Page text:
Plans to release a virus to reduce numbers of invasive Common Carp in Australia are unlikely to work and should be dropped, researchers say.
Australian Government scientists have asked for approval to release Koi Herpesvirus (KHV) into the continent's largest freshwater supply to kill non-native carp.
The new study, by the University of Exeter and the University of East Anglia, demonstrates that Common Carp would evolve resistance to the virus and carp numbers would soon recover.
Carp can cause ecological damage in large numbers by uprooting vegetation and increasing sediment in the water, with significant knock-on effects for other species in the ecosystem.
This means control is required - but the study says releasing KHV is not the answer.
"Viral biocontrol is highly questionable and, as our study shows, it is unlikely to reduce carp numbers in the long term," said Dr Jackie Lighten, of the University of Exeter.
"Our modelling shows that even under the most optimal conditions for biocontrol, populations quickly recover.
"Releasing KHV carries significant risks to human and ecosystem health, which likely outweigh the benefits, and we have previously urged further detailed research to avoid an unnecessary ecological catastrophe.
"Based on our findings, we believe the plan to control Australia's carp with KHV is dead in the water."
Dr Lighten previously argued in the Australian Senate that the country's National Carp Control Program (NCCP) was omitting key areas of research from its work.
A key component of this is computer simulation modelling to assess if the virus would effectively kill the fish in light of the genetic component of resistance to KHV, which resides in the global carp population.
Dr Katie Mintram, of the University of Exeter, said: "Modelling the epidemiology of proposed viral releases is essential for risk assessment and estimation of likely outcomes.
"We built a simulation model which allowed us to examine realistic interactions among carp, virus and disease resistance, to estimate how long it would take carp populations to recover even if 95% of them were wiped out.
"We show that the biological characteristics of the carp, including their rapid breeding rates, allow infected populations to recover rapidly with individuals that are KHV resistant."
The authors modelled a "best-case scenario" for the virus to eradicate carp - but the carp population still evolved resistance, making future outbreaks of the virus ineffective.
"The modelling strategy that we took is a very powerful way to assess how disease can spread among individuals within a population," said Professor Cock van Oosterhout, of the University of East Anglia.
"It's an 'Individual Based Model', which is similar to those used by scientists around the world to understand and prevent the spread of Covid-19.
"It is widely accepted as the current gold standard in projecting disease outcomes but, worryingly, the NCCP chose to ignore this approach.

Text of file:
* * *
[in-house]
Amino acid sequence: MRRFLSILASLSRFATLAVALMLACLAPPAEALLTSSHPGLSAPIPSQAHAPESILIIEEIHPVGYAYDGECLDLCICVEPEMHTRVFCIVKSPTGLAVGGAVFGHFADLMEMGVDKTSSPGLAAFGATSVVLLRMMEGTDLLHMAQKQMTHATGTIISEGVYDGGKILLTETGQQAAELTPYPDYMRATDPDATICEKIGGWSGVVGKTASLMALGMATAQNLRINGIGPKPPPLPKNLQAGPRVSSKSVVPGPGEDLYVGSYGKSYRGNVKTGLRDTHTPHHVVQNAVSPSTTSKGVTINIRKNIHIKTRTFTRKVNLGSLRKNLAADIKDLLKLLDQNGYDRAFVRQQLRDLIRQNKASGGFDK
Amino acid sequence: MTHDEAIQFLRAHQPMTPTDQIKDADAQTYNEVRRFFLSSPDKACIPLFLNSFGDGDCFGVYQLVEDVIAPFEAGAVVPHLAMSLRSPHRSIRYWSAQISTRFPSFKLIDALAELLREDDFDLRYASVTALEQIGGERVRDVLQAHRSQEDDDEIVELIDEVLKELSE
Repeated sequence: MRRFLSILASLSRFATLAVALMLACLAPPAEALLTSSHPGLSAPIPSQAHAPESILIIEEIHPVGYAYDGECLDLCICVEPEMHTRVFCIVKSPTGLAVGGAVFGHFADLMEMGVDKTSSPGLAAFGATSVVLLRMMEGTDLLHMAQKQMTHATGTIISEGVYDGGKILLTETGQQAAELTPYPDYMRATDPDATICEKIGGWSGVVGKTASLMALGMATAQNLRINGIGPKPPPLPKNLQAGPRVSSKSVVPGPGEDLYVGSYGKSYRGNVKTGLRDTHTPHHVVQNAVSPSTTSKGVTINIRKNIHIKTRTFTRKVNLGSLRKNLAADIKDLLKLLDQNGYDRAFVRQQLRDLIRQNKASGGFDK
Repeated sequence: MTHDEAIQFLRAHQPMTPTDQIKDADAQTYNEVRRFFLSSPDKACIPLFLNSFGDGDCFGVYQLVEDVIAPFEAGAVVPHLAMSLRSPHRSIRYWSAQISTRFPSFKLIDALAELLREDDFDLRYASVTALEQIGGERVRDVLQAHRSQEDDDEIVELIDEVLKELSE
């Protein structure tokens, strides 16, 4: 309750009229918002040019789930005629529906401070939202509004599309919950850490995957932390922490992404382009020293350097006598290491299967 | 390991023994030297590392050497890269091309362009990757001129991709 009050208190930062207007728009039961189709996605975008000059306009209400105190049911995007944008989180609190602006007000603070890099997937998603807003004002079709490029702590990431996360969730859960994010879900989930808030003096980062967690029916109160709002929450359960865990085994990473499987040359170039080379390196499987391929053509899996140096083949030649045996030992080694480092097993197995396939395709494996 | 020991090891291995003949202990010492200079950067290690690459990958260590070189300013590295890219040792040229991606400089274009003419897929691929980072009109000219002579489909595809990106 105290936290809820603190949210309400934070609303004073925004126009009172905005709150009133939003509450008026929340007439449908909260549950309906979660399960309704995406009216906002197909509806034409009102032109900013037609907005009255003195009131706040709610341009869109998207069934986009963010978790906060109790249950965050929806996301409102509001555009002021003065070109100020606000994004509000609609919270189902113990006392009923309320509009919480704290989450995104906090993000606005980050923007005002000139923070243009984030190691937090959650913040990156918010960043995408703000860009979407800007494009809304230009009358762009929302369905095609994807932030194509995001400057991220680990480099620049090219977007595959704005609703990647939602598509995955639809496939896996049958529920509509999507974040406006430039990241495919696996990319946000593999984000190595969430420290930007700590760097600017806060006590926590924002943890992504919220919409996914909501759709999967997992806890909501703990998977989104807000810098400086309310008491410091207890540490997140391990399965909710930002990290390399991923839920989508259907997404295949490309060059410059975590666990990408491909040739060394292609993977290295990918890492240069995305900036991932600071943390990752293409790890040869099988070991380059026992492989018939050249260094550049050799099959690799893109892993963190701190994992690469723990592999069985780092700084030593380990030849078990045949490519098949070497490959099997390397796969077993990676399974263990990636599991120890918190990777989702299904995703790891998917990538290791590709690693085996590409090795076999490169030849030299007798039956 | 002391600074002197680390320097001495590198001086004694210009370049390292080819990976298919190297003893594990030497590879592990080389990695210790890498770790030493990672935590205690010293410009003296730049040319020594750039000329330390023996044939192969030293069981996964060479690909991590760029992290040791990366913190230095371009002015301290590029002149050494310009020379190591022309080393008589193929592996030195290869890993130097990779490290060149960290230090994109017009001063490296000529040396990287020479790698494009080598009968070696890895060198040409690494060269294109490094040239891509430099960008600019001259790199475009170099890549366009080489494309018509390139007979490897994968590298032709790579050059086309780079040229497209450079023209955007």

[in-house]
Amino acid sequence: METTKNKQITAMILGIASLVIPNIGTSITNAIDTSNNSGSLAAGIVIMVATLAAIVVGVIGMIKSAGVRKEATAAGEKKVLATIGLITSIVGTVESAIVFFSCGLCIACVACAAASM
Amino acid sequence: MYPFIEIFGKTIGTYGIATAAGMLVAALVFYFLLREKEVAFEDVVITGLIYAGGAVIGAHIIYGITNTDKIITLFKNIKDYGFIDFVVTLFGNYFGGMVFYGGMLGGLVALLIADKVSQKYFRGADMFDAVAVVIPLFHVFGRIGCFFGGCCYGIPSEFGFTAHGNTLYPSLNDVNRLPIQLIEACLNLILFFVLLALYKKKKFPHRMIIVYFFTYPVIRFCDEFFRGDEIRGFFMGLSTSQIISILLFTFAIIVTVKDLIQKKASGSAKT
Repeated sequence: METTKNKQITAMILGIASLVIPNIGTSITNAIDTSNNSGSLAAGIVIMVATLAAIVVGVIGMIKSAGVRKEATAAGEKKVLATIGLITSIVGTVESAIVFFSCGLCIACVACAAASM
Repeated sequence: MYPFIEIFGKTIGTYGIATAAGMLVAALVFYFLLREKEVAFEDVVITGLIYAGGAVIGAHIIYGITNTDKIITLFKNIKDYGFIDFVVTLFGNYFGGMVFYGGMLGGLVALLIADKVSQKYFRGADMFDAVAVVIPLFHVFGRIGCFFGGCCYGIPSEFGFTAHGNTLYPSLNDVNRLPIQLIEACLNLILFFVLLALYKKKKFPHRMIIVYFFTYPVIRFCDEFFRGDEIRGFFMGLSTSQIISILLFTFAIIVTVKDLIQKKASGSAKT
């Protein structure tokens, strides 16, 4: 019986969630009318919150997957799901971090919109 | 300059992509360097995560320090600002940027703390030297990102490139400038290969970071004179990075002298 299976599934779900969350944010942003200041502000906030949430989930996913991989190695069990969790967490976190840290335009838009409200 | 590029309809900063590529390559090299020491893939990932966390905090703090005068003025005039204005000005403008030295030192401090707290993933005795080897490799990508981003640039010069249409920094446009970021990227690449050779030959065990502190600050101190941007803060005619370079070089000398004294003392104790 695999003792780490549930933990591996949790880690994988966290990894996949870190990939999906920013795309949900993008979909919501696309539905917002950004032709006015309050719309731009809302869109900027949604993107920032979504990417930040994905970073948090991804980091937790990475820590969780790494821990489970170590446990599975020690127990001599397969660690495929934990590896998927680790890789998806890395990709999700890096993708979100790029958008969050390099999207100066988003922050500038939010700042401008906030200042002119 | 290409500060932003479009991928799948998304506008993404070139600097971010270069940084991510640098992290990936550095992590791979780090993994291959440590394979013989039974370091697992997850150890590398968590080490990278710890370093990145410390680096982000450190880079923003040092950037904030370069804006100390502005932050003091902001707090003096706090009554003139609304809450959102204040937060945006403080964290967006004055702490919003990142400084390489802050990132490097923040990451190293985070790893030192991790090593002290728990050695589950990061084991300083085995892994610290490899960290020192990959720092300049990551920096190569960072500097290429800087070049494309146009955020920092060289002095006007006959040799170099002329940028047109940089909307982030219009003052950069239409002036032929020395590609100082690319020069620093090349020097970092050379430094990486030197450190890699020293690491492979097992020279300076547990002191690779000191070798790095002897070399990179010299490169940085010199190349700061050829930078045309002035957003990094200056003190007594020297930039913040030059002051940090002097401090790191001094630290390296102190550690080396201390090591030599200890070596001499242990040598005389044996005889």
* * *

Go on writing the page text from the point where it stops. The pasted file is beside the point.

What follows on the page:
"Also, they didn't model the impact of disease resistance, which is crucial in understanding the epidemiology of infectious disease."
KHV appeared in European aquaculture (fish farming) facilities in the late 1990s and rapidly spread around the world, resulting in the deaths of millions of carp.
Common Carp are among the world's most farmed fish for food, popular pets (Koi) and a prized fish for recreational angling. KHV has caused millions of dollars of damage worldwide.
Dr Lighten said: "We recommend that the Australian Government takes bold steps to significantly improve the health of its waterways, rather than releasing a potentially catastrophic virus into its ecosystems.
"Freshwater is in desperate shortage in large parts of Australia, so the first step must be to reduce the amount of water extracted for thirsty crops such as cotton.
"This would help to restore habitat for native species, thereby reducing habitat for carp.
"Proper governance is what's needed, rather than giving an unhealthy and fragile ecosystem a foreign virus, which could significantly tip the balance out of favour for native species."
Dr Lighten added: "If the current global Covid-19 pandemic has reminded of anything, it's that viruses are hard to predict and manage.
"It is madness that the release of a high pathogenic virus is being considered as one of the first steps to restore a damaged and fragile ecosystem.
"This is even more so, considering that very little progress has been made in reducing the volume of water extracted from the Murray-Darling Basin, which should be primary in restoring river health over releasing a pathogen that could have significant ecological repercussions."
The study, funded by the Biotechnology and Biological Sciences Research Council (BBSRC) and published in the Journal of Applied Ecology, is entitled: "Genetic variation in resistance and high fecundity impede viral biocontrol of invasive fish."